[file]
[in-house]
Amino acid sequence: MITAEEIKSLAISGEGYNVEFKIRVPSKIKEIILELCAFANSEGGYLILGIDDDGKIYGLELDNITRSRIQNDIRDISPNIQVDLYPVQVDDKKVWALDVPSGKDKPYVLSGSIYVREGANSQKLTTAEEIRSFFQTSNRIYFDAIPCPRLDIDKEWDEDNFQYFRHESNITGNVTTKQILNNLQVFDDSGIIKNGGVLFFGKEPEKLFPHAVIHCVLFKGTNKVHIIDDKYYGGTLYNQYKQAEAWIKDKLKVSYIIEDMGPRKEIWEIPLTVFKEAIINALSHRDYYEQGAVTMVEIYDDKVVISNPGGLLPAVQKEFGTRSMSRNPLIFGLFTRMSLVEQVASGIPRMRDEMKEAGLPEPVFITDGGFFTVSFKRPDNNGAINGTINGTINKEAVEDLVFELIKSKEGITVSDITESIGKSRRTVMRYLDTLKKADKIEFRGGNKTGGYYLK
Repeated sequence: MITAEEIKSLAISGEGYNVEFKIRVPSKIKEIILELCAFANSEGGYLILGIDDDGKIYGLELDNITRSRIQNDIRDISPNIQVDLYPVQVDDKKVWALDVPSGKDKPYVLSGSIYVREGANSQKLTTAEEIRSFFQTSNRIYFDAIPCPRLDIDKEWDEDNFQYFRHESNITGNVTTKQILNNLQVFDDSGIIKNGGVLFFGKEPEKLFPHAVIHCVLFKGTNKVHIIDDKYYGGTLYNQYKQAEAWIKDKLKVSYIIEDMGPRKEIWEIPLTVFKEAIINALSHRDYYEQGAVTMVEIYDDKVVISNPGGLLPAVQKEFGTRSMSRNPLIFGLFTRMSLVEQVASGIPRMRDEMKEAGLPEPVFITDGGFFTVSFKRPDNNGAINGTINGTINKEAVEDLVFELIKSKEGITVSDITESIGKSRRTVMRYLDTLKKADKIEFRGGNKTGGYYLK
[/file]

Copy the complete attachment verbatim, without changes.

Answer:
[in-house]
Amino acid sequence: MITAEEIKSLAISGEGYNVEFKIRVPSKIKEIILELCAFANSEGGYLILGIDDDGKIYGLELDNITRSRIQNDIRDISPNIQVDLYPVQVDDKKVWALDVPSGKDKPYVLSGSIYVREGANSQKLTTAEEIRSFFQTSNRIYFDAIPCPRLDIDKEWDEDNFQYFRHESNITGNVTTKQILNNLQVFDDSGIIKNGGVLFFGKEPEKLFPHAVIHCVLFKGTNKVHIIDDKYYGGTLYNQYKQAEAWIKDKLKVSYIIEDMGPRKEIWEIPLTVFKEAIINALSHRDYYEQGAVTMVEIYDDKVVISNPGGLLPAVQKEFGTRSMSRNPLIFGLFTRMSLVEQVASGIPRMRDEMKEAGLPEPVFITDGGFFTVSFKRPDNNGAINGTINGTINKEAVEDLVFELIKSKEGITVSDITESIGKSRRTVMRYLDTLKKADKIEFRGGNKTGGYYLK
Repeated sequence: MITAEEIKSLAISGEGYNVEFKIRVPSKIKEIILELCAFANSEGGYLILGIDDDGKIYGLELDNITRSRIQNDIRDISPNIQVDLYPVQVDDKKVWALDVPSGKDKPYVLSGSIYVREGANSQKLTTAEEIRSFFQTSNRIYFDAIPCPRLDIDKEWDEDNFQYFRHESNITGNVTTKQILNNLQVFDDSGIIKNGGVLFFGKEPEKLFPHAVIHCVLFKGTNKVHIIDDKYYGGTLYNQYKQAEAWIKDKLKVSYIIEDMGPRKEIWEIPLTVFKEAIINALSHRDYYEQGAVTMVEIYDDKVVISNPGGLLPAVQKEFGTRSMSRNPLIFGLFTRMSLVEQVASGIPRMRDEMKEAGLPEPVFITDGGFFTVSFKRPDNNGAINGTINGTINKEAVEDLVFELIKSKEGITVSDITESIGKSRRTVMRYLDTLKKADKIEFRGGNKTGGYYLK